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In This Issue of JAMA |

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JAMA. 2014;311(21):2147-2148. doi:10.1001/jama.2013.279528.
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In a multicenter randomized trial that enrolled 734 high-risk patients undergoing major gastrointestinal surgery, Pearse and colleagues compared a cardiac output–guided hemodynamic therapy algorithm to direct perioperative intravenous fluid and inotrope infusion with usual care. The authors found no difference in a composite outcome of 30-day moderate or major complications and mortality between the 2 treatment groups. In an Editorial, Bennett-Guerrero discusses hemodynamic goal-directed therapy in high-risk surgical patients.

In an analysis of data from 2932 patients who had been randomly assigned to undergo coronary artery bypass graft surgery with cardiopulmonary bypass (on-pump) or using a beating-heart technique (off-pump), Garg and colleagues assessed the risk of acute kidney injury within 30 days of the surgery. The authors report that compared with the on-pump procedure, off-pump coronary artery bypass graft surgery was associated with a reduced risk of postoperative acute kidney injury but no difference in loss of kidney function at 1 year.

Practice guidelines recommend combination therapy including macrolide drugs such as azithromycin as first-line therapy for patients hospitalized with community-acquired pneumonia. However, recent data suggest that azithromycin may be associated with increased risk of cardiovascular events. In a retrospective cohort study that included 73 690 patients aged 65 years or older hospitalized with pneumonia, Mortensen and colleagues found that a treatment regimen that included azithromycin was associated with a lower risk of 90-day mortality and a small increased risk of myocardial infarction.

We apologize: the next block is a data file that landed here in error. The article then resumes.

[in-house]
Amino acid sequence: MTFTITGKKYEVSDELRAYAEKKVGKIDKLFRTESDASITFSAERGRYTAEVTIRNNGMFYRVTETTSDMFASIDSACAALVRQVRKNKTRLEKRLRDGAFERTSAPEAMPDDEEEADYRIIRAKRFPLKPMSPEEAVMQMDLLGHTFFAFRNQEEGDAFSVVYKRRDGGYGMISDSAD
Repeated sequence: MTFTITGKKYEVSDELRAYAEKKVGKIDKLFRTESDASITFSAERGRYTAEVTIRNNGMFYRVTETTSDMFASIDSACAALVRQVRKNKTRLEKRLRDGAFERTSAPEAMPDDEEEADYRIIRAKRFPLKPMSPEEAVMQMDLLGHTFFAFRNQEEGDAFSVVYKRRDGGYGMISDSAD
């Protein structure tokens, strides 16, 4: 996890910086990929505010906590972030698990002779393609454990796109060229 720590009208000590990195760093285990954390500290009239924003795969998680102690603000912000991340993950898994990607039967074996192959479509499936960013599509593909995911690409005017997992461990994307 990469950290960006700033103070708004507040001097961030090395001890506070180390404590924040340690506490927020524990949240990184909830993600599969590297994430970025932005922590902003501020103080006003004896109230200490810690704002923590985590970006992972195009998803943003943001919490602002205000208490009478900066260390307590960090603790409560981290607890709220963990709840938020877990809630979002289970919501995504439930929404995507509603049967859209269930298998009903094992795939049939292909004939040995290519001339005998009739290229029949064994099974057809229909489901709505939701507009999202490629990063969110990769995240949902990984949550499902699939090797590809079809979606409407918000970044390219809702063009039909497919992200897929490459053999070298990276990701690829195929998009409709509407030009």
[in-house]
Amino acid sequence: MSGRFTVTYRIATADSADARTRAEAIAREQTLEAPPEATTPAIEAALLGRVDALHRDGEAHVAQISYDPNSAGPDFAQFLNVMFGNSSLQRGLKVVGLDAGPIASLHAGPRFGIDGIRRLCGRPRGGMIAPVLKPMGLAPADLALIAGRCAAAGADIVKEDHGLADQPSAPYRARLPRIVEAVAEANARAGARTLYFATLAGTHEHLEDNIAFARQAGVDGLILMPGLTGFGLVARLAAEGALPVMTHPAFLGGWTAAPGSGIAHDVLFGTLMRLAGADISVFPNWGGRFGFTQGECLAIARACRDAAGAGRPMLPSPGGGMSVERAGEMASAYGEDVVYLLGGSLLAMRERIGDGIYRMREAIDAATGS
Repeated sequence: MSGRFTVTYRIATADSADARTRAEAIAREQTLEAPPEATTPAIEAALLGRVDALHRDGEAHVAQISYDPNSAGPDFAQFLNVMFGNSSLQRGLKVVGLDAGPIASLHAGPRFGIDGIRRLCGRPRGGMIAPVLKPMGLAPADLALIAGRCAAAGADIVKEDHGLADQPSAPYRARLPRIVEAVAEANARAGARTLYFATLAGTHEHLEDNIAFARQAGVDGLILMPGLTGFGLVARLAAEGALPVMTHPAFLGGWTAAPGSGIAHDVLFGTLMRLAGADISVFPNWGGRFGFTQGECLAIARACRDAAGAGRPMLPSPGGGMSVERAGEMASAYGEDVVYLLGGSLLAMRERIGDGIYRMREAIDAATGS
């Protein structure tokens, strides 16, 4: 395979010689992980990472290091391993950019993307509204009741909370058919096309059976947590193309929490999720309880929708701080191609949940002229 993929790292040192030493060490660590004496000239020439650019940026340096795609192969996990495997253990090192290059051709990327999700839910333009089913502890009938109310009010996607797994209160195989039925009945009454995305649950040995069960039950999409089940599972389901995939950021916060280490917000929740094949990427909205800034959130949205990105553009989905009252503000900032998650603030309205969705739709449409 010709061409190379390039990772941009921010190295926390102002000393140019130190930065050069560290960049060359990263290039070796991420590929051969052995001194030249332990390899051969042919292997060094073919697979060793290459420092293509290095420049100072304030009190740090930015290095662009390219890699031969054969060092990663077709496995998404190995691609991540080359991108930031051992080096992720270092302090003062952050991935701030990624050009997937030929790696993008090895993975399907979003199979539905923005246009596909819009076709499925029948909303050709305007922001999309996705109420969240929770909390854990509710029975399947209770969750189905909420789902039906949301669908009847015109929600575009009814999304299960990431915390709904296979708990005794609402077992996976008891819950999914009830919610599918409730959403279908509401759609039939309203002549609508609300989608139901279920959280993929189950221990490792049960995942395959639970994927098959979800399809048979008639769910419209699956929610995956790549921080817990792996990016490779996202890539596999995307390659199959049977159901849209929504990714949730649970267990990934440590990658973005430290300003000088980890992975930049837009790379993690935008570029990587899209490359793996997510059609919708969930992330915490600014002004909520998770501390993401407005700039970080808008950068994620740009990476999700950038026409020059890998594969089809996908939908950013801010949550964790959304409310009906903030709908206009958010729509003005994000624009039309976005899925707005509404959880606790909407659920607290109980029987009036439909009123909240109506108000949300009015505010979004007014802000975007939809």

To assess survival associated with prophylactic placement of implantable cardioverter-defibrillators (ICDs) in patients with heart failure and a left ventricular ejection fraction between 30% and 35%, Al-Khatib and colleagues analyzed data from 408 patients in the National Cardiovascular Data Registry ICD registry and 408 patients (ICD-eligible but not treated) in the Get With the Guidelines–Heart Failure database. The authors report better survival at 3 years among patients who received a prophylactic ICD than among comparable patients not treated with an ICD.

CLINICAL REVIEW & EDUCATION

Resistant hypertension—uncontrolled hypertension despite optimal doses of 3 or more antihypertensive agents—is increasingly common. Based on a review of 36 relevant studies, Vongpatanasin discusses the diagnosis of resistant hypertension, lifestyle modifications to lower blood pressure, secondary causes of treatment-resistant hypertension, and the efficacy of pharmacological and nonpharmacaological treatments.

It is unclear whether prophylactic antibiotics are associated with lower rates of exacerbation of chronic obstructive pulmonary disease (COPD). In this JAMA Clinical Evidence Synopsis article, Herath and colleagues summarize a Cochrane review of 7 randomized trials (3170 patients) addressing this question. Among the findings was a clinically significant reduction in exacerbations associated with continuous macrolide antibiotic prophylaxis.

A patient with a 23-year history of polycythemia vera reported left upper quadrant pain of 2 weeks’ duration. Three years earlier he was diagnosed with a splenic hemangioma. Examination revealed splenomegaly. A hemoglobin level was 6.8 g/dL. An abdominal computed tomographic scan was performed. What would you do next?

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The American Medical Association is accredited by the Accreditation Council for Continuing Medical Education to provide continuing medical education for physicians. The AMA designates this journal-based CME activity for a maximum of 1 AMA PRA Category 1 CreditTM per course. Physicians should claim only the credit commensurate with the extent of their participation in the activity. Physicians who complete the CME course and score at least 80% correct on the quiz are eligible for AMA PRA Category 1 CreditTM.
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